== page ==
Former boxing champ held as US illegal alien
Former Kiwi boxing champion Jimmy "Thunder" Peau has been held in an American immigration detention centre since last August and has been fighting deportation to New Zealand, his wife says.
Peau, 45, who won the IBO heavyweight world title and recorded the world's fastest knockout victory, was arrested last April and has been detained in a Nevada immigration centre since August after police discovered he has not held an American green card since 2003.
Peau's wife, Iris Whitemagpie Peau, says she has exhausted her savings fighting his case and was trying on Friday to find $1500 bail money to get her husband out before the weekend.
Complicating the case, she says, is that Arizona law doesn't recognise traditional Native American wedding ceremonies, so she is going through the courts to prove her 2009 marriage to Peau is legal, allowing him to stay in the US.
The Star-Times revealed Peau's turbulent post-boxing life in a 2010 story where we discovered he had been living homeless on the streets of Las Vegas.
His fortunes improved somewhat when he met Iris in 2008, and they were married the following year. He was given some casual labouring work at the centre for Native Americans where she works as a counsellor.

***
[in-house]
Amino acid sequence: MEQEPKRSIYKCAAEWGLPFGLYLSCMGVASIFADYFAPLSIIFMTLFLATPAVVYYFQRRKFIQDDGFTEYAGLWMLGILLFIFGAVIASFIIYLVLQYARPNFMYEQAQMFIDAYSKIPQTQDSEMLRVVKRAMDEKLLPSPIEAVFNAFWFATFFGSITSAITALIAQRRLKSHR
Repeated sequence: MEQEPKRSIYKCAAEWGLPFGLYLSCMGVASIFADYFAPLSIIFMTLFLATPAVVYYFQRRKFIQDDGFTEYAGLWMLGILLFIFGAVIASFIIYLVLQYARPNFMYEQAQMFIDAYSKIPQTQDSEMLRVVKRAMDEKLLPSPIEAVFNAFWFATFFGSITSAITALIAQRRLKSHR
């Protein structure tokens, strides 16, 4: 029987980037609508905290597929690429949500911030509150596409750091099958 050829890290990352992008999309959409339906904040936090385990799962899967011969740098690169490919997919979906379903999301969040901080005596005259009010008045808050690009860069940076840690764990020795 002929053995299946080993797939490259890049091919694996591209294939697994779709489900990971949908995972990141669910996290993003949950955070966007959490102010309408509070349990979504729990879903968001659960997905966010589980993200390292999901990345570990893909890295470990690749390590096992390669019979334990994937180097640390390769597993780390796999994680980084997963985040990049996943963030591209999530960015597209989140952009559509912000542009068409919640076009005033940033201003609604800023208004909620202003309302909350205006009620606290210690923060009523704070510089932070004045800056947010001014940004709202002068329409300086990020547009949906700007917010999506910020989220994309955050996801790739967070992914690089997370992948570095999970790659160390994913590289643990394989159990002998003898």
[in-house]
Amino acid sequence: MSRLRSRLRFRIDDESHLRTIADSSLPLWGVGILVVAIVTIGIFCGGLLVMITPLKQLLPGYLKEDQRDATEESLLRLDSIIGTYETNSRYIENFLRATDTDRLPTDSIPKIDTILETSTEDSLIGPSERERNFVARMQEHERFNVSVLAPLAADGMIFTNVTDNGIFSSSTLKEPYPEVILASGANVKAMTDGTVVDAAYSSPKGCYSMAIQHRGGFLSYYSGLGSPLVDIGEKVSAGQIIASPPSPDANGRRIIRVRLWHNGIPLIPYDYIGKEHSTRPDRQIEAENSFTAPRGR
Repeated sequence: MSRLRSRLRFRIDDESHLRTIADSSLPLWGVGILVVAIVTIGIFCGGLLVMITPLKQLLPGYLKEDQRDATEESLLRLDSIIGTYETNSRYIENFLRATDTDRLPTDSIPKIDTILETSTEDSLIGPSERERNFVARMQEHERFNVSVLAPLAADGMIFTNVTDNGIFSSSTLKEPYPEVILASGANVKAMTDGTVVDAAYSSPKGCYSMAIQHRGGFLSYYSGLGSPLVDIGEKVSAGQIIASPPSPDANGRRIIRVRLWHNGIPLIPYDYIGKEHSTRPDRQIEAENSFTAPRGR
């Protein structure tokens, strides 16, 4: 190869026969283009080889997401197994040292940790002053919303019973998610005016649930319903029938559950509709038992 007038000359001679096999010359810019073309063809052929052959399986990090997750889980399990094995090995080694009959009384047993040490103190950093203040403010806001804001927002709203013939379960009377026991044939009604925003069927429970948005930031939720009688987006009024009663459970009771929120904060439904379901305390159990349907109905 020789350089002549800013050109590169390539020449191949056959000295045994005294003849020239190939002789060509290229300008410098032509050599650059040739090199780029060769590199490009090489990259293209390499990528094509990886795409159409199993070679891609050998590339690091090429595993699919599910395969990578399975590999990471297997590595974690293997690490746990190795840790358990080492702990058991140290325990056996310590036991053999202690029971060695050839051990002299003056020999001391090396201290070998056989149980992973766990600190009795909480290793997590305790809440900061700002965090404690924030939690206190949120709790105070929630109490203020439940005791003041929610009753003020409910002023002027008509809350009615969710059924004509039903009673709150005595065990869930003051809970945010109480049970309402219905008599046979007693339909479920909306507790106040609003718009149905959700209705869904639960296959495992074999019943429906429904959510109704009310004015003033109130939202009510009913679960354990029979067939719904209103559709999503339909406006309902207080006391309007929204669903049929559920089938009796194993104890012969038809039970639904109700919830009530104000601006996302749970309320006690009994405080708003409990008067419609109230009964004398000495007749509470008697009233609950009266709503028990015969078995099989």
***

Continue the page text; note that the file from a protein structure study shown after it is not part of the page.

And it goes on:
Iris says Peau, who suffers significant memory loss as a result of his boxing career, doesn't want to return to New Zealand, despite having three children from his first marriage living in Auckland.
Iris says she needs to find $600 for a formal marriage licence, up to $1000 for a temporary and then permanent green card and has spent over $3000 on immigration and criminal lawyers.
Iris said she never realised Peau was without paperwork, which she says he "lost" when he was jailed in 2003 for trespass.
"I didn't know he was an illegal alien," she said. "I figured his manager had done all the paperwork, as much money as he made for them, you think he would have done that.
"Even the judge commented it was really unfortunate that his managers and his promoters never even started the paperwork a long time ago when he got here, but what they wanted was his money. He really is too trusting."
Samoa-born Peau's 49-fight professional career ended in 2002. After losing a WBF world title fight against Englishman Johnny Nelson in Auckland in 1993, he fought mainly in America, winning several regional belts, the IBO title and famously, in 1997, knocked out US boxer Crawford Grimsley in just 13 seconds.
"Once I get James bailed, he knows a few people here in Las Vegas, I am sure he can work something up," said Iris. "The number of times we've been out shopping and a trainer came up saying `Hey, Thunder, how you doin', here's my number', but when we walked away, James would throw it away because he thought `They will use me like a racehorse and take my money'."
She says she remains confident Peau will be released and allowed to stay.
A spokesman for the Ministry of Foreign Affairs and Trade said Peau hadn't contacted them directly for consular assistance. They urged him to make contact if he needed help.
Sunday Star Times